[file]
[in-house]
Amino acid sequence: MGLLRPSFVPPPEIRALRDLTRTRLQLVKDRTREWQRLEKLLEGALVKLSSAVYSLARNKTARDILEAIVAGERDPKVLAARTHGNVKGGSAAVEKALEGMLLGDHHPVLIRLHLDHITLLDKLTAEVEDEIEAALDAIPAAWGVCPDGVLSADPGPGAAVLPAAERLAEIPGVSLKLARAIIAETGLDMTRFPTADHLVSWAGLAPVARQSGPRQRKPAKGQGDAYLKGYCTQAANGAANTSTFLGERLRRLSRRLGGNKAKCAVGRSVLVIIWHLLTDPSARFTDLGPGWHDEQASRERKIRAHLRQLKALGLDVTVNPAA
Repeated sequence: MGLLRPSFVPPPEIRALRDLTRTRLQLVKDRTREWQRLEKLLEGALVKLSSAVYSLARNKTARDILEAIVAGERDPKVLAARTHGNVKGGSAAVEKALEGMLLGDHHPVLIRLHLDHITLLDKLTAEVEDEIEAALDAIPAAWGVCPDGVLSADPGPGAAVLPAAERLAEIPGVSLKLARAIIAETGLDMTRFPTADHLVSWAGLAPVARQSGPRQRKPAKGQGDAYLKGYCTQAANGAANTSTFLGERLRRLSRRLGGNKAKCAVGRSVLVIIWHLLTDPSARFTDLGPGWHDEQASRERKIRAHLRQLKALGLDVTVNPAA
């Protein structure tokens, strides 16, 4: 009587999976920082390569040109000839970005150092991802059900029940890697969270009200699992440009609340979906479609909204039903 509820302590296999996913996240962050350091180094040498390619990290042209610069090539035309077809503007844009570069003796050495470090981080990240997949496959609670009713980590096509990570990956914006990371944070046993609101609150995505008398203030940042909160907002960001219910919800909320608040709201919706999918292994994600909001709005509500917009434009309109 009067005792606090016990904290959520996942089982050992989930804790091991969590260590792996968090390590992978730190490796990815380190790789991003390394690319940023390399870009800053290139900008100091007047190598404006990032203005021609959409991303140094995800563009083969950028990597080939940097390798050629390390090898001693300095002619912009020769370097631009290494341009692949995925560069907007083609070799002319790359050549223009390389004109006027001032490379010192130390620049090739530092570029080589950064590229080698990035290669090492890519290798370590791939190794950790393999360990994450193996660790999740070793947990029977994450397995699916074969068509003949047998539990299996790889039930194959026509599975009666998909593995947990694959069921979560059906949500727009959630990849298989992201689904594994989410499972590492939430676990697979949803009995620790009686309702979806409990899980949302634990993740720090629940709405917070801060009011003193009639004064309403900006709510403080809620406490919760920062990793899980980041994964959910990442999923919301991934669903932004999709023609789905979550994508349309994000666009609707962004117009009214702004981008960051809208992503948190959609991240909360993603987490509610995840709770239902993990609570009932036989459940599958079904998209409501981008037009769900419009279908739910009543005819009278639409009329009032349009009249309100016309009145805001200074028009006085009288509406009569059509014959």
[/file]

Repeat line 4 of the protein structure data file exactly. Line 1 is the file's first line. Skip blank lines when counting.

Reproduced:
């Protein structure tokens, strides 16, 4: 009587999976920082390569040109000839970005150092991802059900029940890697969270009200699992440009609340979906479609909204039903 509820302590296999996913996240962050350091180094040498390619990290042209610069090539035309077809503007844009570069003796050495470090981080990240997949496959609670009713980590096509990570990956914006990371944070046993609101609150995505008398203030940042909160907002960001219910919800909320608040709201919706999918292994994600909001709005509500917009434009309109 009067005792606090016990904290959520996942089982050992989930804790091991969590260590792996968090390590992978730190490796990815380190790789991003390394690319940023390399870009800053290139900008100091007047190598404006990032203005021609959409991303140094995800563009083969950028990597080939940097390798050629390390090898001693300095002619912009020769370097631009290494341009692949995925560069907007083609070799002319790359050549223009390389004109006027001032490379010192130390620049090739530092570029080589950064590229080698990035290669090492890519290798370590791939190794950790393999360990994450193996660790999740070793947990029977994450397995699916074969068509003949047998539990299996790889039930194959026509599975009666998909593995947990694959069921979560059906949500727009959630990849298989992201689904594994989410499972590492939430676990697979949803009995620790009686309702979806409990899980949302634990993740720090629940709405917070801060009011003193009639004064309403900006709510403080809620406490919760920062990793899980980041994964959910990442999923919301991934669903932004999709023609789905979550994508349309994000666009609707962004117009009214702004981008960051809208992503948190959609991240909360993603987490509610995840709770239902993990609570009932036989459940599958079904998209409501981008037009769900419009279908739910009543005819009278639409009329009032349009009249309100016309009145805001200074028009006085009288509406009569059509014959």